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Uniformed tree searching


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Uniformed Tree Searching Algorithms …

Uniformed Tree Searching Algorithms
Depth First Search
Breadth First Search
Uniform Cost Search

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  • 1. Uniformed Tree Searching Prepared by Aya Elshiwi Supervisor Dr.Eman Eldaydamony
  • 2. Tree searching A B D C E F H L M I N O G J P K Q • A tree search starts at the root and explores nodes from there, looking for a goal node (a node that satisfies certain conditions, depending on the problem) • For some problems, any goal node is acceptable (N or J); for other problems, you want a minimum-depth goal node, that is, a goal node nearest the root (only J) Goal nodes 2
  • 3. Search Algorithms Uninformed vs. informed Search algorithms differ by how they pick which node to expand. • Uninformed search Algorithms – In making this decision, these look only at the structure of the search tree and not at the states inside the nodes. – Also known as “blind search”. – Uninformed search methods: Breadth-first, depth-first, depthlimited, uniform-cost, depth-first iterative deepening, bidirectional. • Informed search Algorithms – In making this decision , these look at the states inside the nodes. – Also known as “heuristic search”. – Informed search methods: Hill climbing, best-first, greedy search, beam search, A, A* 3
  • 4. Example Uniformed (blind) search Informed (heuristic) search 4
  • 5. Evaluating Search Strategies Strategies are evaluated along the following dimensions: – Completeness: Does it always find a solution if one exists? – Time complexity: How long does it take to find a solution ? – Space complexity: How much memory is needed to perform the search? – Optimality: Does the strategy find the optimal solution? 5
  • 6. Uniformed search Algorithms • Depth First Search [DFS] • Breadth First Search [BFS] • Uniform Cost Search [UCS] 6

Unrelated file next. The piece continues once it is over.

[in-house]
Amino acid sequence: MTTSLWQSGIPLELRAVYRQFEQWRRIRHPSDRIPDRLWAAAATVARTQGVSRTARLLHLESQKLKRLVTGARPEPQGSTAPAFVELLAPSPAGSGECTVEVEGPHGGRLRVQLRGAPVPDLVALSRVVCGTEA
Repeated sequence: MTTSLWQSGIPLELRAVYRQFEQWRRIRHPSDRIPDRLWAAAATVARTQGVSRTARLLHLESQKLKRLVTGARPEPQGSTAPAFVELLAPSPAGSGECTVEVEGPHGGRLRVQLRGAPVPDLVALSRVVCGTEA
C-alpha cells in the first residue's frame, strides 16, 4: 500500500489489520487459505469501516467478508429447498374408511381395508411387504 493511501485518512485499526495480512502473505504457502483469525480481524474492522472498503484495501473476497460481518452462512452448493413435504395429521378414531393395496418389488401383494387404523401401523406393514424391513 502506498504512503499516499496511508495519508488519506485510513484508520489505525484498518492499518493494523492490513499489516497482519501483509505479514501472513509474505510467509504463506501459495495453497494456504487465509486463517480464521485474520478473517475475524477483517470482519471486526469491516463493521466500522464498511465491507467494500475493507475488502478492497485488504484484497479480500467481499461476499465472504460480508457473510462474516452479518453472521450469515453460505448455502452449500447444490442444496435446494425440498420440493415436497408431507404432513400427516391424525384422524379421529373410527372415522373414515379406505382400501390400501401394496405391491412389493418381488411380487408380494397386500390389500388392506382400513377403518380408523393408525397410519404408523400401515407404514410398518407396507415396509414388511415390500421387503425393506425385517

• 7. Depth-first searching • A depth-first search (DFS) explores a path all the way to a leaf before backtracking and exploring another path. Animated Graphic • The search proceeds immediately to the deepest level of the search tree, where the nodes have no successors . As those nodes are expanded , they are dropped from the Frontier [stack] ,so then the search “backs up” to the deepest next node that still has unexplored successors . • Use Stack data structure [FILO] as a frontier . 7
  • 8. How to do depth-first searching A Example B Algorithm Put the root node on a stack; while (stack is not empty) { remove a node from the stack; if (node is a goal node) return success; put all children of node onto the stack; } return failure; D C E F H L M I N O G J P K Q Animated Graphic • • • For example, after searching A, then B, then D, the search backtracks and tries another path from B Node are explored in the order A B D E H L M N I OPCFGJKQ N will be found before J 8
  • 9. Example 9
  • 10. Properties of Depth First Algorithm b( branching factor) : Maximum number of successors of any node. m: maximal depth of a leaf node • • • • • Number of nodes generated (worst case): 1 + b + b2 + … + bm = O(bm) Complete: only for finite search tree Optimal : Not optimal Time complexity: O(bm) Space complexity : O(bm) [or O(m)] 10